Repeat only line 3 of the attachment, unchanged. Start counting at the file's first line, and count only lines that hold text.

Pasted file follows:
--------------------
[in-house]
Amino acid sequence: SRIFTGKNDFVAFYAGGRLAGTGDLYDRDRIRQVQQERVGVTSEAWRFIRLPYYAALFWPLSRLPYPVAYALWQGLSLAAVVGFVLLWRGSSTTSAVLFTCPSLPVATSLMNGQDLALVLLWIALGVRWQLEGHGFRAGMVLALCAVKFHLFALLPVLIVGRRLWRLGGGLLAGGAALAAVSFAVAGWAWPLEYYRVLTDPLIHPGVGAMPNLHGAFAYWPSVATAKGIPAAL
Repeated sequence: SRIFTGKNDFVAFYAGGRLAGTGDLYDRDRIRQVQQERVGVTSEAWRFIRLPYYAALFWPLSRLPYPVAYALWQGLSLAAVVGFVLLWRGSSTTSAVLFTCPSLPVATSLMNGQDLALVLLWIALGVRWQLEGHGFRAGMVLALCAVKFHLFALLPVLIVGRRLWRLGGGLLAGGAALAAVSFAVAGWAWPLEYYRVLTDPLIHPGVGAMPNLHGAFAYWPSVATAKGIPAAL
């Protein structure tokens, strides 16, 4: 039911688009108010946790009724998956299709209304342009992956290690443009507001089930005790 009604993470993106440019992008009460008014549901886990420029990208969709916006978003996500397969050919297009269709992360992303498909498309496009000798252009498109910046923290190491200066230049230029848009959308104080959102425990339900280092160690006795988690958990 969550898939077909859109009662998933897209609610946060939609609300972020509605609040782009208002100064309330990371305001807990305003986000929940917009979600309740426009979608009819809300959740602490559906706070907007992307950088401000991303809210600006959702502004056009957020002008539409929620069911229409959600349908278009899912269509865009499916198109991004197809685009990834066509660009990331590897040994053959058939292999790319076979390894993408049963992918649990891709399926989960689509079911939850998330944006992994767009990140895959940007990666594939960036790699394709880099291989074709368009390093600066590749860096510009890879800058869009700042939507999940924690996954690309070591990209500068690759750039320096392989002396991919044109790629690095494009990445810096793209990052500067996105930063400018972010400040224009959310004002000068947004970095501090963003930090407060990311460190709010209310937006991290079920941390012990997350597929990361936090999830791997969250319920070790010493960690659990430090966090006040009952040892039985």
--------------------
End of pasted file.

Repeated sequence: SRIFTGKNDFVAFYAGGRLAGTGDLYDRDRIRQVQQERVGVTSEAWRFIRLPYYAALFWPLSRLPYPVAYALWQGLSLAAVVGFVLLWRGSSTTSAVLFTCPSLPVATSLMNGQDLALVLLWIALGVRWQLEGHGFRAGMVLALCAVKFHLFALLPVLIVGRRLWRLGGGLLAGGAALAAVSFAVAGWAWPLEYYRVLTDPLIHPGVGAMPNLHGAFAYWPSVATAKGIPAAL